13 We must remember that the God of justice lays upon people a joint responsibility in respect to bloodshed. This point he made very sharp and clear in his law to Israel concerning a person slain whose killer was never discovered: “In case someone should be found slain on the ground that Jehovah your God is giving you to take possession of it, fallen on the field, and it has not become known who struck him fatally, then your older men and your judges must go out and measure to the cities that are all around the slain one, and it must prove to be the city nearest to the slain one.” In clearing themselves of guilt the older men of that likely guilty city must break the neck of a young, unworked cow in an unsown torrent valley, doing so before the Levite priests, “because they are the ones Jehovah your God has chosen to minister to him and to bless in the name of Jehovah and at whose mouth every dispute over every violent deed should be disposed of.” The older men of that city then washed their hands over the cow with the broken neck and had to say: “Our hands did not shed this blood, neither did our eyes see it shed. Do not set it to the account of your people Israel whom you redeemed, O Jehovah, and do not put the guilt of innocent blood in the midst of your people Israel.” Only then, said God’s law, “the bloodguilt must not be set to their account. And you—you will clear away the guilt of innocent blood from your midst, because you will do what is right in Jehovah’s eyes.”—Deut. 21:1-9, NW.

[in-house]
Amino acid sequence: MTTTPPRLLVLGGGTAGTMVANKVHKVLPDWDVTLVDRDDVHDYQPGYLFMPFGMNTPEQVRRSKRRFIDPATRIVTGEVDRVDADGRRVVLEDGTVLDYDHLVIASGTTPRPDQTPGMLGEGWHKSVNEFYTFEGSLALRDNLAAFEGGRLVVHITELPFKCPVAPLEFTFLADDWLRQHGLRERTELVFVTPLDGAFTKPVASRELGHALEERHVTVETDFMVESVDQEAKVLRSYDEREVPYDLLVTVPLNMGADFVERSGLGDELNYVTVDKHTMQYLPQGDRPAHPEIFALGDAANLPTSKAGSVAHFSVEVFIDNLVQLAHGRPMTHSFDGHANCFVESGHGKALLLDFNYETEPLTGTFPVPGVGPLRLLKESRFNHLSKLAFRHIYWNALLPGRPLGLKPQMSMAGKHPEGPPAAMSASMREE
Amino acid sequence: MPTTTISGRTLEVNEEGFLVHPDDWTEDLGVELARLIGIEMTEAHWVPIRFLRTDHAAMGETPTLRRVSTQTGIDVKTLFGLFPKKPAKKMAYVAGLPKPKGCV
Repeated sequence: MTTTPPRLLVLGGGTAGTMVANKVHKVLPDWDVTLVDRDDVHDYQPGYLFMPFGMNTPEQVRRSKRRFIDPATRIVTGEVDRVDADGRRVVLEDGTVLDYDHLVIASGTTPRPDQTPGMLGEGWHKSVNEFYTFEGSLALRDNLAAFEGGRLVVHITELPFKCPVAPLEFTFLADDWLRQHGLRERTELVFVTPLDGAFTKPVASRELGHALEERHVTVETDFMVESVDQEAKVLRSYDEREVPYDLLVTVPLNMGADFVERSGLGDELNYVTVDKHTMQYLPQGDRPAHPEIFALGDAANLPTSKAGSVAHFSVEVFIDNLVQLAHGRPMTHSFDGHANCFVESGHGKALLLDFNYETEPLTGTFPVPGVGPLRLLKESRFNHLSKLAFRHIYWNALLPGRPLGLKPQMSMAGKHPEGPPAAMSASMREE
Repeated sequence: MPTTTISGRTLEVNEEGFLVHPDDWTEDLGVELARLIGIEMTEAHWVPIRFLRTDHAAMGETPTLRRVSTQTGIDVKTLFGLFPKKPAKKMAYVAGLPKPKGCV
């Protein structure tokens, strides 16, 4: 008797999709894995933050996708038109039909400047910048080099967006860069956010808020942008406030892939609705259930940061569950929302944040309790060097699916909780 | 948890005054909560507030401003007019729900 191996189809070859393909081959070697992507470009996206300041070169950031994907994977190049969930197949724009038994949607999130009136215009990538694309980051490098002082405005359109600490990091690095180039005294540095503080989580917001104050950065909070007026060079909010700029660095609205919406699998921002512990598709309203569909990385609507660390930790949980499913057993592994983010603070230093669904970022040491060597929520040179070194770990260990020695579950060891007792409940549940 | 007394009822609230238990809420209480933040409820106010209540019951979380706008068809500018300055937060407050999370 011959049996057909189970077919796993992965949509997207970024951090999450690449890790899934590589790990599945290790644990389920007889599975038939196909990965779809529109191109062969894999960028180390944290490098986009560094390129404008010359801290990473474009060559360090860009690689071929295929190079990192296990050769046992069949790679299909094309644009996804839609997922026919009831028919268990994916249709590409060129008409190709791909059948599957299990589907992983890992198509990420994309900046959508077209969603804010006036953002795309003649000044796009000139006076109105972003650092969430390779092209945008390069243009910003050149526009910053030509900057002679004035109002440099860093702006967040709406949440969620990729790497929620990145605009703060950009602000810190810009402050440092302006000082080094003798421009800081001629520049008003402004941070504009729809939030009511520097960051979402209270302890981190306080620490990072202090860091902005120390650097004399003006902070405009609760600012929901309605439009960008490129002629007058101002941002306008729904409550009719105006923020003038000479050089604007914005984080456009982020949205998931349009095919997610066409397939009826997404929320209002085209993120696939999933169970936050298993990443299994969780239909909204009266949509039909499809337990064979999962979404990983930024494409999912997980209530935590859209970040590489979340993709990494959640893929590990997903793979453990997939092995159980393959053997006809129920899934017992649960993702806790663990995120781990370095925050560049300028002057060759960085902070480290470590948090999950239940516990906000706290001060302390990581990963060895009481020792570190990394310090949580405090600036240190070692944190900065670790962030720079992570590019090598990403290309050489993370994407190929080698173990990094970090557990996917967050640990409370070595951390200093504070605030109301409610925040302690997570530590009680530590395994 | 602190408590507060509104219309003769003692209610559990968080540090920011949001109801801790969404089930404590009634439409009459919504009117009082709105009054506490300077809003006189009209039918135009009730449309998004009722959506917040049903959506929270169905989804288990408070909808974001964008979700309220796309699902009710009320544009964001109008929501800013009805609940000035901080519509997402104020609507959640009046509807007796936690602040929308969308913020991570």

14. So today how do all peoples share in a community of responsibility for the blood that has drenched the earth?